Clustering, or distribution networks, is one of the most critical pieces in the counterfeiting landscape today. Two years ago, during the 2016 European Football Championships, Incopro research uncovered 47 different domains, 17 social media accounts and 14 email addresses linked to the distribution networks of counterfeit football jerseys.
What is clustering?
Clustering is the technique of connecting seemingly unconnected counterfeit infringers to one another and creating a network to demonstrate the size and scale of the problem. This helps uncover large-scale infringers and their business models, operating both online and offline, allowing enforcement at scale and quickly ending illegal operations.
Our recent re-evaluation of the cluster monitored during Euro 2016 showed that it is still active, utilising a similar business model with the use of distribution and promotion channels. The network contained domains, email addresses, social media accounts and even offline information such as real-life identities.
The evolution of the cluster
Whilst the business model remained the same, the e-shops they use to sell the shirts had changed. Many that we had previously identified had been closed down and re-opened under slightly varied URLs, containing the same contact information.
These closures suggest that there has been a battle against the network, but that the nature or the scale of the issue is not understood by those trying to close them down. The counterfeiters have not diversified how they promote or distribute goods or switched their personal accounts and available details, which shows they do not feel threatened by the current enforcement efforts.
This is extremely problematic for those who are trying to shut them down. With the same distribution framework still intact, it is easy for the infringers to continue to promote sales and gain repeat custom. It also allows these sellers to build up a reliable reputation facilitating the further distribution of counterfeits.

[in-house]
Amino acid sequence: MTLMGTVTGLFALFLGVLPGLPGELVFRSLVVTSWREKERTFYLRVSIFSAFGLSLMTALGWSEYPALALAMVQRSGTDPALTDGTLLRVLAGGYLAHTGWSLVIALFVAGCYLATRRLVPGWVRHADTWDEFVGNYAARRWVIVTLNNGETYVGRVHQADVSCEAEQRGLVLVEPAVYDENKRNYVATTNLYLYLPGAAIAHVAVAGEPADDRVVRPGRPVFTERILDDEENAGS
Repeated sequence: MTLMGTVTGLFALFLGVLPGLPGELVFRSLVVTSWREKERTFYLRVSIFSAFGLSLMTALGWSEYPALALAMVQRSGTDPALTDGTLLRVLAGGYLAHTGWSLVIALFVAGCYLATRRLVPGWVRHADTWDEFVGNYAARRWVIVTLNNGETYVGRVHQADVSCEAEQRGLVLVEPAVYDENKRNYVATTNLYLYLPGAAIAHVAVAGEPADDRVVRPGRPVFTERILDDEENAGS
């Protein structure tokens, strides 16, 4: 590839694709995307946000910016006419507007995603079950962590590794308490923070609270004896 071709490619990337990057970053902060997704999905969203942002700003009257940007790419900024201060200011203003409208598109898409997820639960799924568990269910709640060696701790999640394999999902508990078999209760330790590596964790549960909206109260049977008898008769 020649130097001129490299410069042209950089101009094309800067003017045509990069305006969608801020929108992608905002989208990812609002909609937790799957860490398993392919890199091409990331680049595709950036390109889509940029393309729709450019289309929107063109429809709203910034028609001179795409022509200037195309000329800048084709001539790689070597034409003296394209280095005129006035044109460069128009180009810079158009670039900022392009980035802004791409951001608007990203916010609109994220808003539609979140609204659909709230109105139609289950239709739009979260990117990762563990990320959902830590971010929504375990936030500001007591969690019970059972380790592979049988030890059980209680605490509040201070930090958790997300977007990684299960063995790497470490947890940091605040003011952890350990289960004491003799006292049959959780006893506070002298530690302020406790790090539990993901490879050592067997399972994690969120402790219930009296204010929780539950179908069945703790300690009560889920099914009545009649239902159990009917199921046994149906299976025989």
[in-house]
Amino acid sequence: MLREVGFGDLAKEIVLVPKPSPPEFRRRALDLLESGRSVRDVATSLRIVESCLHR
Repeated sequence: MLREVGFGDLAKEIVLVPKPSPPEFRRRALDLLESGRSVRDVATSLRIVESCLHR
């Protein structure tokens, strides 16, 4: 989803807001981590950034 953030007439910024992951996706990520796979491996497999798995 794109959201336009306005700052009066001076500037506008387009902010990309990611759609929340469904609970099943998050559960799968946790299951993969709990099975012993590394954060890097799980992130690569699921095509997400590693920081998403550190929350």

The impact of clustering
You are only able to get on top of the problem with a comprehensive understanding of the counterfeiter’s network. If this battle had taken place with clustering and an intelligence led strategy, then it could have been taken out in one fell swoop, ensuring serious setbacks rather than minor inconveniences.
Building clusters allows us to understand how their social media combines with marketplace listings or e-shops to boost sales. When we trace links between all these separate accounts we aim to take out the whole cluster, preventing the ability for replacements to spring up instantaneously.
Replica football shirts are a popular target for counterfeiters. At the start of the World Cup this year, our analysts began monitoring a cluster we first identified during Euro 2016 that was selling replicas shirts and tracked how it has evolved since then, while also identifying new behaviours and methods within their operation. It appears that these infringements were being monitored and enforced by someone, though without the benefit of clustering intelligence that we found.
How do counterfeit networks operate?